About 13,400 LGBT Workers in Montana Lack Statewide Protections against Ongoing Employment Discrimination

For Immediate Distribution
March 26, 2015

Lauren Jow, jow@law.ucla.edu, 310-206-0314

LOS ANGELES — About 13,400 LGBT workers in Montana are vulnerable to employment discrimination absent explicit statewide legal protections, according to a new report co-authored by Christy Mallory, Senior Counsel, and Brad Sears, Executive Director, at the UCLA School of Law’s Williams Institute.  Currently, a gubernatorial executive order in Montana prohibits sexual orientation discrimination for state government employees, and four localities have local ordinances prohibiting discrimination on the basis of sexual orientation and gender identity, but about 81% of Montana’s workforce is not covered by these laws.

“A statewide law prohibiting employment discrimination based on sexual orientation and gender identity would bring new protections to thousands of workers without burdening courts and agencies,” Mallory said. “Most likely, the cost of handling complaints filed under the law could be absorbed into the existing enforcement system with no need for additional staff or resources.”

The report finds evidence of ongoing discrimination against LGBT people in Montana:

– In response to a poll of Montana residents conducted in 2008, 67% of respondents said that they strongly or somewhat supported a legislative proposal to extend the state’s current equal protection laws for housing, employment, and benefits to gay and lesbian Montanans. In addition, other polls have found that 79% of Montana residents think that LGBT people experience a moderate amount to a lot of discrimination in the state.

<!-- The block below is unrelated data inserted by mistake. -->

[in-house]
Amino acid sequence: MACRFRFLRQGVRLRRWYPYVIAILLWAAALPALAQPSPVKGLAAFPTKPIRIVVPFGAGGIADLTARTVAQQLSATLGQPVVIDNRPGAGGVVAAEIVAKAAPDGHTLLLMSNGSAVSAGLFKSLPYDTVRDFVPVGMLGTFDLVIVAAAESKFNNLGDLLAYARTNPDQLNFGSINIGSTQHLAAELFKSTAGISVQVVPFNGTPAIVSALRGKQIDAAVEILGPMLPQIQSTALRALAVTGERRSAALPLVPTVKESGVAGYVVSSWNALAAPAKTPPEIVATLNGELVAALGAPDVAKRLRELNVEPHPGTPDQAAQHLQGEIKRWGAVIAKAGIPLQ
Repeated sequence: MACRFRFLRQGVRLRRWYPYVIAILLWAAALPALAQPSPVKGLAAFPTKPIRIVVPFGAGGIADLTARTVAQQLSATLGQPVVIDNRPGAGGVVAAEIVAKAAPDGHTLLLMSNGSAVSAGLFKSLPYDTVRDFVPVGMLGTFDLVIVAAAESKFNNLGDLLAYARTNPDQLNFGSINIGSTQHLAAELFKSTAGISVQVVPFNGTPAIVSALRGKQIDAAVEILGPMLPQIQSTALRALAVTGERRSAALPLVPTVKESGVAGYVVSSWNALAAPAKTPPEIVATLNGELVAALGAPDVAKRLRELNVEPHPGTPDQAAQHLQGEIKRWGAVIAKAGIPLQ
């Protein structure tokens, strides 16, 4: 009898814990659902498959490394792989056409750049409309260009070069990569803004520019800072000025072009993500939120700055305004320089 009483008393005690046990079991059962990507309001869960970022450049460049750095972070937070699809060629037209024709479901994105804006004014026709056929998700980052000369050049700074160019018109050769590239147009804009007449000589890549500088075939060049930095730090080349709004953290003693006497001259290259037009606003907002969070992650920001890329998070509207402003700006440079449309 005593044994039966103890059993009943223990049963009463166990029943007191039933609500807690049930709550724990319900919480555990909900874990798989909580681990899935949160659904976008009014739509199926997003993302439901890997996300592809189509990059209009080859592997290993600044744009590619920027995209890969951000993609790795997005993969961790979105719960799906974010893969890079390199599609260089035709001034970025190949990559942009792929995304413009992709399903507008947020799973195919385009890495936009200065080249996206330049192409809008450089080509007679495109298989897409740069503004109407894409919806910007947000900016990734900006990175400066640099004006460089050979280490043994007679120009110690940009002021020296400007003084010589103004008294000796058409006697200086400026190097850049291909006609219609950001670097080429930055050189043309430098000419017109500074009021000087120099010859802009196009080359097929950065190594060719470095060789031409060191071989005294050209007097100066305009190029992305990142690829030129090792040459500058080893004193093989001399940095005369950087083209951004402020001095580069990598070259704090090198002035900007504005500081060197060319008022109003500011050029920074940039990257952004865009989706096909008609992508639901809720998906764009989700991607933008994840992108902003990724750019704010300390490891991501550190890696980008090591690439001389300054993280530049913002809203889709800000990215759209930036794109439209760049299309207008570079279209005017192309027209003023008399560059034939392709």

– Census data show that in Montana, the median income of men in same-sex couples is 61% lower than men in different sex marriages.

– Survey data show that, nationally, 21% of LGBT respondents report being treated unfairly by an employer in hiring, pay, or promotions.  Among transgender survey respondents, 78% report having experienced harassment or mistreatment at work.

– Employment discrimination against LGBT people has also been documented in court cases, state and local administrative complaints, complaints to community-based organizations, academic journals, newspapers, books, and other media.  Additionally, a number of federal, state, and local administrative agencies and legislative bodies have acknowledged that LGBT people have faced widespread discrimination in employment.

Employer policies and public opinion indicate support for non-discrimination protections for LGBT people in Montana:

– Several large private sector employers based in Montana have adopted corporate policies that prohibit discrimination based on gender identity, and the University of Montana and the Montana State University systems have policies prohibiting employment discrimination based on sexual orientation and gender identity.

– In response to a national poll conducted in 2011, 76% of respondents from Montana said that employment discrimination based on sexual orientation and gender identity should be prohibited in the U.S.

A statewide law prohibiting discrimination based on sexual orientation and gender identity would not be burdensome or costly to enforce:

– The law would result in approximately six additional complaints being filed each year with the Montana Human Rights Bureau.

– The anticipated new complaints could most likely be absorbed into the existing system with no need for additional staff and negligible costs.

Findings from the Montana report are consistent with national data.

For full report, click here.

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